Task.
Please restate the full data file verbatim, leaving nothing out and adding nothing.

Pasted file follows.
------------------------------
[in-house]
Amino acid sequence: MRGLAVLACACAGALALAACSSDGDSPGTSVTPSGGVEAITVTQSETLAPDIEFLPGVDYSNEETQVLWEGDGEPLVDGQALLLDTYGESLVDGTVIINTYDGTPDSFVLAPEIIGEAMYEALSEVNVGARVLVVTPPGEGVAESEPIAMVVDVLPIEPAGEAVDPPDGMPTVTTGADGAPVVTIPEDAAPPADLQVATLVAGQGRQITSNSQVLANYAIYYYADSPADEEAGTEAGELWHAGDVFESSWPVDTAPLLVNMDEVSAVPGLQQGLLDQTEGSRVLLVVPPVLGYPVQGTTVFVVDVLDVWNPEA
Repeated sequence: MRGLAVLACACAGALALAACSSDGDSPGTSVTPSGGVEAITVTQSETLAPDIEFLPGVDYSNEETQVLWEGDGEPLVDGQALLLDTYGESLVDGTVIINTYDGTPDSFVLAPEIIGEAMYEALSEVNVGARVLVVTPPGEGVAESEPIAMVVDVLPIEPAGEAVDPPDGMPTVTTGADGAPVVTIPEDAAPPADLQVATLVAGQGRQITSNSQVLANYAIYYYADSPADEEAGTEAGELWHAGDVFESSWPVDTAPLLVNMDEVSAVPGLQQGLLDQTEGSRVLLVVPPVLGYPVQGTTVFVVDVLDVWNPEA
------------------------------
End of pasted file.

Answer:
[in-house]
Amino acid sequence: MRGLAVLACACAGALALAACSSDGDSPGTSVTPSGGVEAITVTQSETLAPDIEFLPGVDYSNEETQVLWEGDGEPLVDGQALLLDTYGESLVDGTVIINTYDGTPDSFVLAPEIIGEAMYEALSEVNVGARVLVVTPPGEGVAESEPIAMVVDVLPIEPAGEAVDPPDGMPTVTTGADGAPVVTIPEDAAPPADLQVATLVAGQGRQITSNSQVLANYAIYYYADSPADEEAGTEAGELWHAGDVFESSWPVDTAPLLVNMDEVSAVPGLQQGLLDQTEGSRVLLVVPPVLGYPVQGTTVFVVDVLDVWNPEA
Repeated sequence: MRGLAVLACACAGALALAACSSDGDSPGTSVTPSGGVEAITVTQSETLAPDIEFLPGVDYSNEETQVLWEGDGEPLVDGQALLLDTYGESLVDGTVIINTYDGTPDSFVLAPEIIGEAMYEALSEVNVGARVLVVTPPGEGVAESEPIAMVVDVLPIEPAGEAVDPPDGMPTVTTGADGAPVVTIPEDAAPPADLQVATLVAGQGRQITSNSQVLANYAIYYYADSPADEEAGTEAGELWHAGDVFESSWPVDTAPLLVNMDEVSAVPGLQQGLLDQTEGSRVLLVVPPVLGYPVQGTTVFVVDVLDVWNPEA